Third, nothing in the current structure requires accusers to remain anonymous. As you pointed out, some accusers do come forward and that is often when things begin to change on a larger scale. But you suggest forcing people to do so, rather than giving them the option. If you think that will encourage more survivors to make police reports, I have some nice beachfront property in Florida I’d like to sell you.

I agree with you when you say:

It is no one’s business whom a victim has slept with previously, or what she [sic] was wearing when she was attacked. But preventing an accuser’s sexual history from entering into an investigation or prosecution is not the same as providing anonymity.

And if you genuinely want to make things better, how about pushing for ending the common practice of discussing what someone was wearing, their sexual history, or any of the other ways in which rape accusers are discredited, shamed, and silenced? Maybe if we stop making reporting rape such an ordeal, more people will be willing to step forward and make their accusations publicly.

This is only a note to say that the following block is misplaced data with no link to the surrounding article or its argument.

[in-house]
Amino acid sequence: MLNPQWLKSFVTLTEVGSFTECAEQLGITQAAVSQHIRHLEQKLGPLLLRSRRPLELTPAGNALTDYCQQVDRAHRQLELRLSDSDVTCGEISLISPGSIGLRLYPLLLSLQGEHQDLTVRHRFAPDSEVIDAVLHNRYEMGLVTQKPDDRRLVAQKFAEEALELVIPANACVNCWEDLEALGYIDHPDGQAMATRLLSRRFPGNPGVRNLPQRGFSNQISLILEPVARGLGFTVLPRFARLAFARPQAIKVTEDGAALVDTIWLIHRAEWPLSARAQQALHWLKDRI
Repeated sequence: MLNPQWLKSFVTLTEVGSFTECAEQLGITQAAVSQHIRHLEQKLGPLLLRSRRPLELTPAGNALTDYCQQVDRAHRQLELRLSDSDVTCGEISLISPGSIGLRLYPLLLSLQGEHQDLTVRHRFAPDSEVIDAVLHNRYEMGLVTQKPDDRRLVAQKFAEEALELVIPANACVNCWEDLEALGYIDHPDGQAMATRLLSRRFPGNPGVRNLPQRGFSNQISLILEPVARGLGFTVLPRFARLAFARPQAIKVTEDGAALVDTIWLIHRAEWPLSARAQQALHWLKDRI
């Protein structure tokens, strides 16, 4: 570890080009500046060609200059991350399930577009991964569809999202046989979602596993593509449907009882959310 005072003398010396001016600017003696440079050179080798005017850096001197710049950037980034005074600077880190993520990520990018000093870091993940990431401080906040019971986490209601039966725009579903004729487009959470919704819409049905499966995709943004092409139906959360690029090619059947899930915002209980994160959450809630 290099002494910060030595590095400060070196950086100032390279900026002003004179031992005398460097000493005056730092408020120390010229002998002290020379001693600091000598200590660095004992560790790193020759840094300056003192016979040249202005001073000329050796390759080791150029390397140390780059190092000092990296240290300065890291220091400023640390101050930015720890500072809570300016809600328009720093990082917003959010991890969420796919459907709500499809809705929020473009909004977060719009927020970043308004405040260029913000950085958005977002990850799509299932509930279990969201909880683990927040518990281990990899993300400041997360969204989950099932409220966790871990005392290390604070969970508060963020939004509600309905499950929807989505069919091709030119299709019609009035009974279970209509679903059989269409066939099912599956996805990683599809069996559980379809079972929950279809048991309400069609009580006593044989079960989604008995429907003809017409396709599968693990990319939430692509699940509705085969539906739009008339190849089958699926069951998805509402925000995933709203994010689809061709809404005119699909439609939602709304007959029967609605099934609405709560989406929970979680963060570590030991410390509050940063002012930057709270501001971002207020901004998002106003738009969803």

I think you’re right that anonymous accusations aren’t taken as seriously and are less likely to lead to positive change. But rather than stripping away what little protection that rape survivors have, you’d do better to push for enough safety that it becomes unnecessary. That’s much harder work, and it’ll be much more successful at ending a culture that perpetuates rape. In the meantime, as much as anonymity causes other problems, when it comes to rape accusations, it’s better than nothing.

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9 Responses so far.

  1. RJones says:

    I agree with what you’re saying to Ms. Wolf, and I in no way am saying that I think rape victims shouldn’t be able to maintain anonymity.